19 March 2015
Respect me (or else) respect my religion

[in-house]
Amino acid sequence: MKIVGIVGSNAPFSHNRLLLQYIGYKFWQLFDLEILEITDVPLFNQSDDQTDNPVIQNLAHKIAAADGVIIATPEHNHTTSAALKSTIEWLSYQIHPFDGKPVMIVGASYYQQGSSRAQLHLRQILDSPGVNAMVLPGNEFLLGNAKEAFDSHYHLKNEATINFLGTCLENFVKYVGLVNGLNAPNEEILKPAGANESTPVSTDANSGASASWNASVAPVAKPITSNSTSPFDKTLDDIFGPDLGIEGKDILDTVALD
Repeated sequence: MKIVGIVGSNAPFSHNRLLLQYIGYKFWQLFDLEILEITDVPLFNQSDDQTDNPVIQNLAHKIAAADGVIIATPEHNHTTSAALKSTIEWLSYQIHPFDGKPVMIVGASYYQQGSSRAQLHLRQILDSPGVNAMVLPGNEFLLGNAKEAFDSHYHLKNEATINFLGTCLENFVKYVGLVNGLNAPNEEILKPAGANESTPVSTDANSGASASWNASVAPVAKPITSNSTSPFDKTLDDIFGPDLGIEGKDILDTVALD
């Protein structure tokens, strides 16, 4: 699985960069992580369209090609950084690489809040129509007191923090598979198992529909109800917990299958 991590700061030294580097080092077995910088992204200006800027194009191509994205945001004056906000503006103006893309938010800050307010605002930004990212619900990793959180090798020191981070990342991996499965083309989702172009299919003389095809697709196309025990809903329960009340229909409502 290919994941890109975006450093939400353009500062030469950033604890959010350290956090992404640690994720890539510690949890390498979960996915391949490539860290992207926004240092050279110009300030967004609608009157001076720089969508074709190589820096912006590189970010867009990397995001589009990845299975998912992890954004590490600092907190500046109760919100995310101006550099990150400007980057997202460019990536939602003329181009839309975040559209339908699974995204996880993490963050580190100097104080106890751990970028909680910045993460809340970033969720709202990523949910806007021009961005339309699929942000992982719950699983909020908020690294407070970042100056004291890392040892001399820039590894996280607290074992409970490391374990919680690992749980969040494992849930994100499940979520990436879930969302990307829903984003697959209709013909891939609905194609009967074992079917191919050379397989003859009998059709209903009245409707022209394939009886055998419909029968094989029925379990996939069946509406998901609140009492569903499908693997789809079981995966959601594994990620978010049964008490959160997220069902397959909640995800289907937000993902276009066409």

If John Gray wonders why atheists get so angry, stories like this one ought to remind him. In Myanmar this week -- the nation also known as Burma -- three guys who run a bar were sentenced to 30 months in jail for insulting religion. The insult took the form of a poster showing Buddha listening to headphones against a psychedelic background. News reports link the prosecution and conviction of these infidels to a surge of "Buddhist nationalism" in Myanmar, which has taken its most notorious form in the persecution of the Rohingya, a Muslim minority culture. On one hand, "Buddhist nationalism" invites a clarifying comparison with "Islamic radicalism." Does anyone think there's anything intrinsically Buddhist about this Buddhist nationalism? Do the Buddha's teachings really compel these clowns in Myanmar to demand reticence if not reverence from nonbelievers? I suspect not, strongly. To anyone with the slightest grasp of Buddhism, the idea is absurd. Yet how different is this from Islamic radicalism? I suppose we must concede that Islamic radicalism has been more violent over time (even when we add Sri Lanka to the Buddhist ledger), but to the extent that Buddhist nationalists are persecuting people in Myanmar the difference is quantitative rather than qualitative. In both cases, idiots make religion a pretext for bullying people. Maybe what's going on here can be expected where cultures don't have the sort of egotistical individualism we see in most parts of the relatively secularized Christian world. Individuals everywhere crave respect about equally, I suspect, but in some cultures people may be more inhibited about demanding that you "respect ME!" than people elsewhere. If so, maybe what you get instead are extreme demands for respect toward religion and other signifiers of identity. I've long suspected that something similar goes on wherever dictators are objectively oppressive but also authentically popular. When people demand respect for their Great Leader, they vicariously demand respect for themselves; they deserve respect because their country and their leader are strong. Obviously the more individualistic nations and cultures aren't immune from this tendency, since you can attribute the same vicarious motives to superpatriots everywhere, and you can blame it, if you wish, on the absence of a more fully developed individual personality even in places where individualism is practically the reigning ideology. A philosophical pessimist like John Gray might note that wherever individualism is less fully developed -- though Gray himself might condemn individualism as mere egotism for all I know -- religion itself isn't necessarily the reason. There needn't be an inversely proportional relationship between piety and individualism, and 20th century critics may well have been right to note that revolutions uprooted traditional religion only to replace it with cults of personality. But if you treat the worship of Great Leaders as a religious impulse we can still find fault with that impulse. It would be something less benign than the comforting illusion Gray assumes to be necessary to struggling people in a soulless world. It could even be something that mankind could aspire to suppress, if you agree that this sort of bullying piety is less likely where people have more reasonable and conscientious self-esteem. Maybe a world without religion isn't possible, but a world without "sacrilege" or "blasphemy" as excuses to oppress people should be very possible.